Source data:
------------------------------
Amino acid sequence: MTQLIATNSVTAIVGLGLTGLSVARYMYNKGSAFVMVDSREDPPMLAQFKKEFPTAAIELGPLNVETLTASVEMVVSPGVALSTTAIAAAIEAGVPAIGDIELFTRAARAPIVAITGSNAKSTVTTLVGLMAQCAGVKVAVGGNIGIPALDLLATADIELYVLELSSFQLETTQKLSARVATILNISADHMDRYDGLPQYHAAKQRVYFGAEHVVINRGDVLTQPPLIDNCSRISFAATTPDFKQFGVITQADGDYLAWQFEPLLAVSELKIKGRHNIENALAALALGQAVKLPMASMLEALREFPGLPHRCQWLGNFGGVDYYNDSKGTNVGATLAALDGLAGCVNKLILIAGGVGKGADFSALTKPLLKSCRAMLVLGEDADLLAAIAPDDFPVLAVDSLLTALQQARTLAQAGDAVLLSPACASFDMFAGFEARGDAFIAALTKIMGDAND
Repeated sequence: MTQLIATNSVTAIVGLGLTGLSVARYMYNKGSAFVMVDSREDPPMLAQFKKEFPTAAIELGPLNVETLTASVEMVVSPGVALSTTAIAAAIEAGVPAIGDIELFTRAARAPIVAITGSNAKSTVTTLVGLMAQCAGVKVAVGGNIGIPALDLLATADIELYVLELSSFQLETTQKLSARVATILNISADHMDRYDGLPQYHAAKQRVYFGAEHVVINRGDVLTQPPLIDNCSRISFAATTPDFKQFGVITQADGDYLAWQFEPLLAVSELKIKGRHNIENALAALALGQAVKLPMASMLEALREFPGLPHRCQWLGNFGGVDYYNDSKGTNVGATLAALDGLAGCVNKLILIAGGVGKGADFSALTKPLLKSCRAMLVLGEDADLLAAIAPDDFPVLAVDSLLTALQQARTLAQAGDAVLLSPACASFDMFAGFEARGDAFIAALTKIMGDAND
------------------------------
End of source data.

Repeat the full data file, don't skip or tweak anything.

Amino acid sequence: MTQLIATNSVTAIVGLGLTGLSVARYMYNKGSAFVMVDSREDPPMLAQFKKEFPTAAIELGPLNVETLTASVEMVVSPGVALSTTAIAAAIEAGVPAIGDIELFTRAARAPIVAITGSNAKSTVTTLVGLMAQCAGVKVAVGGNIGIPALDLLATADIELYVLELSSFQLETTQKLSARVATILNISADHMDRYDGLPQYHAAKQRVYFGAEHVVINRGDVLTQPPLIDNCSRISFAATTPDFKQFGVITQADGDYLAWQFEPLLAVSELKIKGRHNIENALAALALGQAVKLPMASMLEALREFPGLPHRCQWLGNFGGVDYYNDSKGTNVGATLAALDGLAGCVNKLILIAGGVGKGADFSALTKPLLKSCRAMLVLGEDADLLAAIAPDDFPVLAVDSLLTALQQARTLAQAGDAVLLSPACASFDMFAGFEARGDAFIAALTKIMGDAND
Repeated sequence: MTQLIATNSVTAIVGLGLTGLSVARYMYNKGSAFVMVDSREDPPMLAQFKKEFPTAAIELGPLNVETLTASVEMVVSPGVALSTTAIAAAIEAGVPAIGDIELFTRAARAPIVAITGSNAKSTVTTLVGLMAQCAGVKVAVGGNIGIPALDLLATADIELYVLELSSFQLETTQKLSARVATILNISADHMDRYDGLPQYHAAKQRVYFGAEHVVINRGDVLTQPPLIDNCSRISFAATTPDFKQFGVITQADGDYLAWQFEPLLAVSELKIKGRHNIENALAALALGQAVKLPMASMLEALREFPGLPHRCQWLGNFGGVDYYNDSKGTNVGATLAALDGLAGCVNKLILIAGGVGKGADFSALTKPLLKSCRAMLVLGEDADLLAAIAPDDFPVLAVDSLLTALQQARTLAQAGDAVLLSPACASFDMFAGFEARGDAFIAALTKIMGDAND